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Brightloom aims to help online businesses use transaction data to predict what a customer may want to buy next and how much they will spend. Today the company announced it has raised $15 million and officially launched its platform out of stealth.

The launch comes as companies across the spectrum invest in digital solutions and seek to capitalize on the massive push to online sales ushered in by the pandemic. In December, Bloomberg acquired Second Measure, a startup that uses transaction data to glean insights into consumer behavior and company performance, though the target market is slightly different.

Formerly a restaurant technology provider called Eatsa, the company rebranded as Brightloom in 2019 and announced a partnership with Starbucks to create an “integrated digital platform for restaurant brands,” alongside a $30 million round of funding. The company has since pivoted to become what is known as a “customer growth platform” (CGP) aimed at restaurants, retailers, and consumer brands. It now licenses its old Eatsa technology to a company called Apex, which continues to market and develop it.


The Brightloom platform ingests transactional data from its customers, alongside catalog or menu data and marketing campaign data, to predict what a customer will buy next. It then creates personalized product recommendations and promotions for each customer.


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“In order to keep things simple for brands, we limit the range of data we ingest,” Brightloom CEO Adam Brotman told VentureBeat. “The fewer the data sources and the narrower the range of data we need, the easier it is for brands.”

Companies can channel this data into the Brightloom CGP in one of two ways: through regular updates via an SFTP server or by setting up a direct connection between its data warehouse and the Brightloom platform. Then brands can deliver personalized marketing campaigns to encourage spending.

“Our models use the data we get from brands to identify patterns in customer behavior relating to the products they buy, how often they visit, and the amount they spend over a set period of time,” Brotman said. “These identified patterns in customer behavior are used to predict for each customer the product(s) they are likely to purchase next and the amount they’re likely to spend in the next few days, weeks, or months. These predictions then drive personalized product recommendations and promotions that incentivize customers to act in predictable and repeatable ways.”

Above: Brightloom: Personalized offer

Under the hood, Brightloom uses machine learning to analyze each customer’s transaction history and compares it to similar customers to predict future behavior and maximize spend. This is similar to what Spotify does with music recommendations, leveraging vast datasets to build a genome and suggest new music to subscribers based on the tastes of like-minded users. As Brightloom proudly proclaims on its website, “they’ll think you’re reading their minds; you’ll know it’s the CGP.”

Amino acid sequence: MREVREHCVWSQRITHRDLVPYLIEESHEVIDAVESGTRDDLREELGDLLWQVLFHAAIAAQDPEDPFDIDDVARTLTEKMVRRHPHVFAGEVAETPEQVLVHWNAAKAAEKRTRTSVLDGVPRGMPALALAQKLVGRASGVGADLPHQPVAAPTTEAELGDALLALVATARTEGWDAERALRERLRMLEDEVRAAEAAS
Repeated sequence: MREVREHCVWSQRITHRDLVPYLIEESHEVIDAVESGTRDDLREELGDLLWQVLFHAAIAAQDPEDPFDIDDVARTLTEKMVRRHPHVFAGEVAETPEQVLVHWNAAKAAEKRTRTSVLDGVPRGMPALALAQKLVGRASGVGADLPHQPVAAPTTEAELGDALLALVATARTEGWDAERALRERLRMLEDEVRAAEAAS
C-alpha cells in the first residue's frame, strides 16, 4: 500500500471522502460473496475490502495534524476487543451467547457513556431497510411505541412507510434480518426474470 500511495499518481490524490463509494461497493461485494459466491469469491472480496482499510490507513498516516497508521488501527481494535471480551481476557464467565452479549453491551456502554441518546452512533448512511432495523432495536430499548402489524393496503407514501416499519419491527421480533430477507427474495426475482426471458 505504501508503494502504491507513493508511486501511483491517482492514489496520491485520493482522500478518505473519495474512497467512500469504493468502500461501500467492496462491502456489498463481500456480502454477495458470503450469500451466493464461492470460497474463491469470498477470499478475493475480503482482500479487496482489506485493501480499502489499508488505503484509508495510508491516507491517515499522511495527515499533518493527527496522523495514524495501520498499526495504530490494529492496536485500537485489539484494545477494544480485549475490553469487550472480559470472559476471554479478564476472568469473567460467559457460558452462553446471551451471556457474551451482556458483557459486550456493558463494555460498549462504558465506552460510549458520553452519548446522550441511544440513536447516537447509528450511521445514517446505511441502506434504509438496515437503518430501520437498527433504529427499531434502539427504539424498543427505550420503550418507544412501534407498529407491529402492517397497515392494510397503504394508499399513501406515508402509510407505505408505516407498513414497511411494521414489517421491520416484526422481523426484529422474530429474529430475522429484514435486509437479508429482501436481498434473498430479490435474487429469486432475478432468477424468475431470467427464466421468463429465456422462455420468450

Using what it calls SmartSegments, Brightloom enables brands to test and experiment with various offers, seeing which ones are having the most impact and tweaking the discounts or offers served up at checkout, for example.

Above: Brightloom: Statistical experimentation

Moreover, Brightloom provides various reporting and analytical tools to see what impact campaigns are having on a brand’s bottom line.

“When a brand connects their transaction and product data source with the Brightloom CGP, a few things happen immediately,” Brotman said. “Each time the brand refreshes that data, Brightloom ingests the update and transforms it into a standardized dataset. Once the data has been canonicalized, it is fed through proprietary models that, in addition to generating personalized product recommendations and promotions, produce two different analytical data products.”

These products include “actionable intelligence reports” that provide visualizations and insights into customer behavior and the impact on business results. This also includes recommended strategies to “move groups of customers into a new activity tier,” as Brotman puts it.

Then there are marketing campaign results, which may show correlations between campaign tests and revenue growth, transaction frequency, and average order value between different control groups.

Above: Brightloom: Results

Brightloom had previously raised $30.5 million. With its latest investment — from backers including Valor Siren Ventures and Tao Capital Partners — the company said it plans to accelerate its R&D and grow what is effectively a “data science-as-a-service” platform. The company has already secured clients such as Evergreens, Jamba, and Kickee.

The kind of technology Brightloom is pitching effectively replaces data scientists and analysts, which may allow smaller companies to compete on a more level playing ground.

“We see growing demand from brands that can’t afford and/or don’t have the internal resources to manage a complex, long data project,” Brotman said. “Our customers value that the CGP is simple, fast, and effective — they can get up and running with personalized marketing in weeks, not months.”

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